7 Deadly Sins of Leasing

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There are so many factors to consider when leasing commercial space. Don’t commit the 7 deadly sins!


1. Leasing without a strategy!   

There are several critical questions that need to be asked and the answers are as different as each individual business. The questions include size requirement, location objectives, and visibility, office layout (open, cubes, private offices, conference room; reception (large or small) and access to the space prior to lease commencement. Without a lease strategy, the tenant is likely to make critical mistakes in judgment.

After you’ve answered these basic questions the next step is to set a timelineWhat is a timeline? In its most basic sense, a timeline is a series of dates that give you targets to “hit” for specific activity, i.e., date to move in, date for which the lease reviews should be complete etc. How do you prepare a leasing timeline? Start at the end and work backwards.  For example, if your lease expires June 1, 2015; then you might decide that your decision about staying or relocating must be completed by Feb. 1, 2015; lease proposals must be submitted and reviewed; building tours completed. How do you know if you’ve allowed enough time? The more unique your requirements and the larger your space needs, the more time should be planned for each component of the timeline.

Why is this critical?  Without a realistic schedule of activity, time becomes your enemy, reducing your effective alternatives.  Landlords know this, often use stall tactics in getting you a proposal and use it to obtain higher rental rates. When you run decisions to the end of your lease term, there may not be enough time for your new space to be ready and you’ll face 175% – 200% charges for each month you stay in your current suites past the lease expiration date.

2. Focusing on the rental rate!

It’s a little like focusing on the car payment, rather than the total cost of the car. Demand to know the real cost of your options including the costs of moving, moving phone lines, cabling and so on!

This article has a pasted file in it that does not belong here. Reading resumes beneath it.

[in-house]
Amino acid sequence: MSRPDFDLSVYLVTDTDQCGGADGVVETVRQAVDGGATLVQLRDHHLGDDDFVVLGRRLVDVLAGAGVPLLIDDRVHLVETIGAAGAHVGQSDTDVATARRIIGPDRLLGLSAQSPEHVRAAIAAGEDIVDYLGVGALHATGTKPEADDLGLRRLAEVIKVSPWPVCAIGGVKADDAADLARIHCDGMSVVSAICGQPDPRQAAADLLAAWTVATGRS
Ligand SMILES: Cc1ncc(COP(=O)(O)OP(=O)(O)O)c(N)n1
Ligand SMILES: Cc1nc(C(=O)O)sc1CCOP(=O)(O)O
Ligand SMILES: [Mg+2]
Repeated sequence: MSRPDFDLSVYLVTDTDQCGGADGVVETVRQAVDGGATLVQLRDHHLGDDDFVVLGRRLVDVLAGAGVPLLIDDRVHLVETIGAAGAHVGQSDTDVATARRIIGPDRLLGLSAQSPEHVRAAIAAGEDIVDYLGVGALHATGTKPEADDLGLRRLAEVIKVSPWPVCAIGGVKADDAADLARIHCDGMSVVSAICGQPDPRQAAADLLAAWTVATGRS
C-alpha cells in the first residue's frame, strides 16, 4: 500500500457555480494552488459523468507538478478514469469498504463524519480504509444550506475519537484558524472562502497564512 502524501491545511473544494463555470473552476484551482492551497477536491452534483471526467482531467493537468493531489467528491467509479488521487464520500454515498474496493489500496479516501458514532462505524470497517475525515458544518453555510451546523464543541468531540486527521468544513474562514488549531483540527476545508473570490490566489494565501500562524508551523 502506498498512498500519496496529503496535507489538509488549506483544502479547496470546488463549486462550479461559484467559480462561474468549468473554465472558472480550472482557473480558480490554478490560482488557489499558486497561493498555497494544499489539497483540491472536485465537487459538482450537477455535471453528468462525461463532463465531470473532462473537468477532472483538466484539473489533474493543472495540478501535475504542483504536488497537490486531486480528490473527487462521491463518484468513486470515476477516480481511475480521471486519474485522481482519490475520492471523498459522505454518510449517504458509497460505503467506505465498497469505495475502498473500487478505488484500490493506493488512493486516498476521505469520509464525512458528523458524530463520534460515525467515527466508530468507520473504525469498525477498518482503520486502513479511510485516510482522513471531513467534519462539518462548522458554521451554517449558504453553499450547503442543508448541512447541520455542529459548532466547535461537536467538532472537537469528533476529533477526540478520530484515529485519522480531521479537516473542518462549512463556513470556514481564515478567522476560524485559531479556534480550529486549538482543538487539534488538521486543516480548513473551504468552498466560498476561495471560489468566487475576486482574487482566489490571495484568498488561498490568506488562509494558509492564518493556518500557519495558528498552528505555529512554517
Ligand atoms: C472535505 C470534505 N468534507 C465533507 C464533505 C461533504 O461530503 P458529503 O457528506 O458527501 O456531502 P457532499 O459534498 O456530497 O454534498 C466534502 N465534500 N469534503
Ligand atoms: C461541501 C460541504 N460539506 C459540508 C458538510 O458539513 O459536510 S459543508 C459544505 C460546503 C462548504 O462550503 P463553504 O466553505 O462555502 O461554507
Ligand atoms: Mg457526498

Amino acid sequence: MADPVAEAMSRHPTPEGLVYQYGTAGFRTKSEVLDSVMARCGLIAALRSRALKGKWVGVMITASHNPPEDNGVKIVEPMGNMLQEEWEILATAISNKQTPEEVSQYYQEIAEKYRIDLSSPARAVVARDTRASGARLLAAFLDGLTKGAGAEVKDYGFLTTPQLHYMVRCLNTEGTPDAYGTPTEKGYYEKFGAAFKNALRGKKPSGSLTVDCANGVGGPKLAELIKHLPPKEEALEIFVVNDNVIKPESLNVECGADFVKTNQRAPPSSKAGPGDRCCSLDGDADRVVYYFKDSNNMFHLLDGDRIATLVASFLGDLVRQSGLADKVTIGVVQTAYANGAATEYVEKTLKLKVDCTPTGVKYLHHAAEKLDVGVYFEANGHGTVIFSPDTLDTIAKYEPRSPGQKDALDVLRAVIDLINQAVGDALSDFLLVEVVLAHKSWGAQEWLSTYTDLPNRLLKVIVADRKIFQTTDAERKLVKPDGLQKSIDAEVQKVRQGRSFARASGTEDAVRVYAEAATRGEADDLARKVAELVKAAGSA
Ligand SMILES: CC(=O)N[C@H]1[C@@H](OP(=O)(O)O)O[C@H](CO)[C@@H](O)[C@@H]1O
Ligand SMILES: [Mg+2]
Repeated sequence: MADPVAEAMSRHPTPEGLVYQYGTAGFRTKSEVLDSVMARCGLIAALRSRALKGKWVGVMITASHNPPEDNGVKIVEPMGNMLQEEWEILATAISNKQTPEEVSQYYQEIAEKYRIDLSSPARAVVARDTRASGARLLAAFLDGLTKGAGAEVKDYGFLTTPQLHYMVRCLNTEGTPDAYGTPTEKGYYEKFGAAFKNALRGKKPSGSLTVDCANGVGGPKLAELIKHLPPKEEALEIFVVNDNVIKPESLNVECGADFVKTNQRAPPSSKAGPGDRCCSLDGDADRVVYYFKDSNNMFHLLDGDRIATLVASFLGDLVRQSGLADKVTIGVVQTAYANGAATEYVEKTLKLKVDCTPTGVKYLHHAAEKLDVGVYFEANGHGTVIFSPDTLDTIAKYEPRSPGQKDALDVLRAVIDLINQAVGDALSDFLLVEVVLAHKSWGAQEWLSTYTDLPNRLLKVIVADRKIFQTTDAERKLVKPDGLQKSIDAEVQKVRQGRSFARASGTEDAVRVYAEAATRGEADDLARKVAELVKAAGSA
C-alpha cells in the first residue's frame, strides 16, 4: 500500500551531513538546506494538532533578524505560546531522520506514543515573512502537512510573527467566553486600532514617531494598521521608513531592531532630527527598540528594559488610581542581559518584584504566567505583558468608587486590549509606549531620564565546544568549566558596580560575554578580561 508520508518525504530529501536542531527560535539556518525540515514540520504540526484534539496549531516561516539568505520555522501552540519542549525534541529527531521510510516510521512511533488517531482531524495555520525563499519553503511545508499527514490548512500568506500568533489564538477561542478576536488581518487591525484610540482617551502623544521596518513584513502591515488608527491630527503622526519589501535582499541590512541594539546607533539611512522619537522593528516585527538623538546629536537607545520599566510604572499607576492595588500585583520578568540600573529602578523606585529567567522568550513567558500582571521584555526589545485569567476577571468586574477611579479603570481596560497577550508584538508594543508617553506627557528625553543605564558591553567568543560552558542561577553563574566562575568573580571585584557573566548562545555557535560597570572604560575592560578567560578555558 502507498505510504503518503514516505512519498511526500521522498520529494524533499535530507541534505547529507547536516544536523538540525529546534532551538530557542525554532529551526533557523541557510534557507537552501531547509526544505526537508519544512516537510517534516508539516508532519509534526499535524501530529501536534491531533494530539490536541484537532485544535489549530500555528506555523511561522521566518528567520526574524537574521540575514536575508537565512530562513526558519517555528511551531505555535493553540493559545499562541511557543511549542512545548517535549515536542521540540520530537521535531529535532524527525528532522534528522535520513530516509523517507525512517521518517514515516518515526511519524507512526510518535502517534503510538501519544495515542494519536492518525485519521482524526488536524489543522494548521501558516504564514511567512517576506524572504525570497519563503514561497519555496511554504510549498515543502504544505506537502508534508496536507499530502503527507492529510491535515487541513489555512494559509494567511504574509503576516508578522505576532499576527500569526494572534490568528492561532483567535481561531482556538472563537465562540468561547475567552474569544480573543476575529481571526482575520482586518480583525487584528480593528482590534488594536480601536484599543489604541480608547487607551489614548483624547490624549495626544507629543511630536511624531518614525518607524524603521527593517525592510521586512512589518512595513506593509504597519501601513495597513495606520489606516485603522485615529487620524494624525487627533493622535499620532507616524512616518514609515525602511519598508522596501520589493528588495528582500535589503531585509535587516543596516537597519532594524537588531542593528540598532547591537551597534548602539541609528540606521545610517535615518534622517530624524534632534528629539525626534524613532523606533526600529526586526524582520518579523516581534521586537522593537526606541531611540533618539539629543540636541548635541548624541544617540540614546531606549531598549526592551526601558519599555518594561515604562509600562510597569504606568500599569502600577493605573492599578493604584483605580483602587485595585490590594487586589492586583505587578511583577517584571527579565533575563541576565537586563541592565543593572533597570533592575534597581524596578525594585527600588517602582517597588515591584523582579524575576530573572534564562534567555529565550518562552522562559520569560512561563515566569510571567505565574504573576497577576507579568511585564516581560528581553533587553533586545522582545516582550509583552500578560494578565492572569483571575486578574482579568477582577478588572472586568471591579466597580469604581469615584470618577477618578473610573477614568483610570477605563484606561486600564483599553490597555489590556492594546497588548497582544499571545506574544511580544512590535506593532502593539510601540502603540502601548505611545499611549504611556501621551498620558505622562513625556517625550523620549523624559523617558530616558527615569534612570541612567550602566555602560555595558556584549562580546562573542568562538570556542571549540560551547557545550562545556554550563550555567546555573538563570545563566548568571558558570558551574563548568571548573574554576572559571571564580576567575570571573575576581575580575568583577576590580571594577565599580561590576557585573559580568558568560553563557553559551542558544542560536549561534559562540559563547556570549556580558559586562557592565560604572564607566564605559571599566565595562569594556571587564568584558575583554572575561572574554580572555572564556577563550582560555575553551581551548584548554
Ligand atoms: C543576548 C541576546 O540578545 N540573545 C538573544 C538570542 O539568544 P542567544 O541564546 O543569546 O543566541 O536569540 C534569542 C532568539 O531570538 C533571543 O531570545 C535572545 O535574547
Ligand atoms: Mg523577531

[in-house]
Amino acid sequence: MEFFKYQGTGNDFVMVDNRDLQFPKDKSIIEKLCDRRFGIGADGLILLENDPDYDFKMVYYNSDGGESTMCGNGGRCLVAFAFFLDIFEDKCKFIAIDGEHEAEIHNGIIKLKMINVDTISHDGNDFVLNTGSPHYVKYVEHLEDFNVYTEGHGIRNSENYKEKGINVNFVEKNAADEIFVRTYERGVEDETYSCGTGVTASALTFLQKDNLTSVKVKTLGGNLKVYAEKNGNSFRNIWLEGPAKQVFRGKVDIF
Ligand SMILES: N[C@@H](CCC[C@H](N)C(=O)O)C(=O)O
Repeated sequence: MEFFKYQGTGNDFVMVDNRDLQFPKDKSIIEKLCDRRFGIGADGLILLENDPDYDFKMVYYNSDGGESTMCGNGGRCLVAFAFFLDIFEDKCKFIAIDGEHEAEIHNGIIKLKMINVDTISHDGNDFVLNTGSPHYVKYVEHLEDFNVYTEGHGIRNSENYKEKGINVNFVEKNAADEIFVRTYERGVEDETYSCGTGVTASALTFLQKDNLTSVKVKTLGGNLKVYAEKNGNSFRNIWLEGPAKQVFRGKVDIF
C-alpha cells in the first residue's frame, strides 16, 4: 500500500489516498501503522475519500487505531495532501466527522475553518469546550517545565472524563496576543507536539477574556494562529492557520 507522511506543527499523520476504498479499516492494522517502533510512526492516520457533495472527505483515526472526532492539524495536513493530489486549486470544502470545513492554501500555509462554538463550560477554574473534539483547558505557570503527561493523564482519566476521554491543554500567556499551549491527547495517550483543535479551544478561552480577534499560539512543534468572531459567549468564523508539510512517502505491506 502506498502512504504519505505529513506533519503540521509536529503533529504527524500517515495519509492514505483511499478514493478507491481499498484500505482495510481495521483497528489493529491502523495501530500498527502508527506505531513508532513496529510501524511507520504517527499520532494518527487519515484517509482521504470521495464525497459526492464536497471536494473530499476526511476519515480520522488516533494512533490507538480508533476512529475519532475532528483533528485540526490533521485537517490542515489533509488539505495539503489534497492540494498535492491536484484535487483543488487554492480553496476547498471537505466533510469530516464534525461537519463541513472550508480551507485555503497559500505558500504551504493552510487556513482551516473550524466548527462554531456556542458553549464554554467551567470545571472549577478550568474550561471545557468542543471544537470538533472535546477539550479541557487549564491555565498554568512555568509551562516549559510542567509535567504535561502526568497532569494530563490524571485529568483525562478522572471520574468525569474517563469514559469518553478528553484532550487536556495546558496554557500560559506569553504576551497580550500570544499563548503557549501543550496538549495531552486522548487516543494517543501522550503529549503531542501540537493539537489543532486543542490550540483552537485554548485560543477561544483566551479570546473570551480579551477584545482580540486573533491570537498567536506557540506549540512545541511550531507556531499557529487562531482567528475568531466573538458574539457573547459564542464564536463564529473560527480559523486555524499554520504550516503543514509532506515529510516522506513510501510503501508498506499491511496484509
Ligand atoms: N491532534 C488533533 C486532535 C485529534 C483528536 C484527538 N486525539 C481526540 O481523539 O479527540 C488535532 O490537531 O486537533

Pass-throughs  All buildings cost money to operate and the efficiency of the building and the management team, ultimately affects your costs to do business at that location. Additionally, negotiating rental rate and ignoring pass-throughs and base years will often undo your hard work negotiating the rental rate.

Add-on factors  Most buildings have common area, which is a factor to offset their owner’s cost of maintaining space in the building that anyone may use, i.e., the restrooms, the hallways, the building entrances. Additionally, add-on factors make up the lost rent the landlord cannot charge for these common areas.

Construction Costs   Knowing that Building A is offering $10.00 a foot for build-out allowance; Building B is offering $12.00 a foot and Building C $15.00 doesn’t tell the whole story of construction costs that you may incur.

Turn-key or turkey? A turn-key build-out commitment from a Landlord usually means they will take care of the construction costs and not pass excess costs on to the tenant.

Concessions  What should I ask for and expect to get.  Free rent, early access, excellent renewal provisions, above standard finishes, roof access for antennae’s etc, are all concessions.  Knowing which ones are important to your company sets the stage for successful negotiations.  Each market place is different, for example, what you can get for a Class A office building in the northeast office market may be dramatically different than a similar building in the north central market, i.e., Hwy 281 north of Loop 410.

3. Don’t Get Professional help!

How many of you have been told you need professional help?   Why do we avoid it?  Fear?   Pride?